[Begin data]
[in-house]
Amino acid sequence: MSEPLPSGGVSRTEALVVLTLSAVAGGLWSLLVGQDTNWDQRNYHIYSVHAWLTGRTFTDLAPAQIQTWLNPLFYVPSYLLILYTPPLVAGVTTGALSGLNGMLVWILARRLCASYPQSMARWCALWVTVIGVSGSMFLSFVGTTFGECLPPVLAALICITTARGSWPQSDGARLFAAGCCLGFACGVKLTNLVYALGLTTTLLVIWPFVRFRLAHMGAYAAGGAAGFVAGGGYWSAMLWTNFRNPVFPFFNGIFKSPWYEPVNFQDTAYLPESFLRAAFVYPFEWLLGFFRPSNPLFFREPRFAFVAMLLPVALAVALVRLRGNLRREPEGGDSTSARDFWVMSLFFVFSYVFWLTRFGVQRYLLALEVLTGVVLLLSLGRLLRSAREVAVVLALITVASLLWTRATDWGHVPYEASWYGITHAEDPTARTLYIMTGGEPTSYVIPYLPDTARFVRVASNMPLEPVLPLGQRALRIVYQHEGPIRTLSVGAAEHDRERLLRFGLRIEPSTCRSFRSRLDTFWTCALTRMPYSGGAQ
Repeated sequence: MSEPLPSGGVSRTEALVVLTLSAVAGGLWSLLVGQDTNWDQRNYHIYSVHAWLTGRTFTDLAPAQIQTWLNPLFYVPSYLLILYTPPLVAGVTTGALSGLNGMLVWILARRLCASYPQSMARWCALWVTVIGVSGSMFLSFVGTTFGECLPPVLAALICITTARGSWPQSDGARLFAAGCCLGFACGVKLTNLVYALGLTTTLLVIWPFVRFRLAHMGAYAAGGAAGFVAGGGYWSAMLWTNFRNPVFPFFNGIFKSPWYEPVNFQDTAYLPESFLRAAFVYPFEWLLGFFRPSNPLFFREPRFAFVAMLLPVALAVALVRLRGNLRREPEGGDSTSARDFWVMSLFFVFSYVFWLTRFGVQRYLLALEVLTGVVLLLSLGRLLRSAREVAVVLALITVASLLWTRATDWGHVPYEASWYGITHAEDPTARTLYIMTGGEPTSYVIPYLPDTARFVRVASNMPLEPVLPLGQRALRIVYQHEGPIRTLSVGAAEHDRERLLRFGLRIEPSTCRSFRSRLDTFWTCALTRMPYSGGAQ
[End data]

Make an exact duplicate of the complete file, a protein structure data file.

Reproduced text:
[in-house]
Amino acid sequence: MSEPLPSGGVSRTEALVVLTLSAVAGGLWSLLVGQDTNWDQRNYHIYSVHAWLTGRTFTDLAPAQIQTWLNPLFYVPSYLLILYTPPLVAGVTTGALSGLNGMLVWILARRLCASYPQSMARWCALWVTVIGVSGSMFLSFVGTTFGECLPPVLAALICITTARGSWPQSDGARLFAAGCCLGFACGVKLTNLVYALGLTTTLLVIWPFVRFRLAHMGAYAAGGAAGFVAGGGYWSAMLWTNFRNPVFPFFNGIFKSPWYEPVNFQDTAYLPESFLRAAFVYPFEWLLGFFRPSNPLFFREPRFAFVAMLLPVALAVALVRLRGNLRREPEGGDSTSARDFWVMSLFFVFSYVFWLTRFGVQRYLLALEVLTGVVLLLSLGRLLRSAREVAVVLALITVASLLWTRATDWGHVPYEASWYGITHAEDPTARTLYIMTGGEPTSYVIPYLPDTARFVRVASNMPLEPVLPLGQRALRIVYQHEGPIRTLSVGAAEHDRERLLRFGLRIEPSTCRSFRSRLDTFWTCALTRMPYSGGAQ
Repeated sequence: MSEPLPSGGVSRTEALVVLTLSAVAGGLWSLLVGQDTNWDQRNYHIYSVHAWLTGRTFTDLAPAQIQTWLNPLFYVPSYLLILYTPPLVAGVTTGALSGLNGMLVWILARRLCASYPQSMARWCALWVTVIGVSGSMFLSFVGTTFGECLPPVLAALICITTARGSWPQSDGARLFAAGCCLGFACGVKLTNLVYALGLTTTLLVIWPFVRFRLAHMGAYAAGGAAGFVAGGGYWSAMLWTNFRNPVFPFFNGIFKSPWYEPVNFQDTAYLPESFLRAAFVYPFEWLLGFFRPSNPLFFREPRFAFVAMLLPVALAVALVRLRGNLRREPEGGDSTSARDFWVMSLFFVFSYVFWLTRFGVQRYLLALEVLTGVVLLLSLGRLLRSAREVAVVLALITVASLLWTRATDWGHVPYEASWYGITHAEDPTARTLYIMTGGEPTSYVIPYLPDTARFVRVASNMPLEPVLPLGQRALRIVYQHEGPIRTLSVGAAEHDRERLLRFGLRIEPSTCRSFRSRLDTFWTCALTRMPYSGGAQ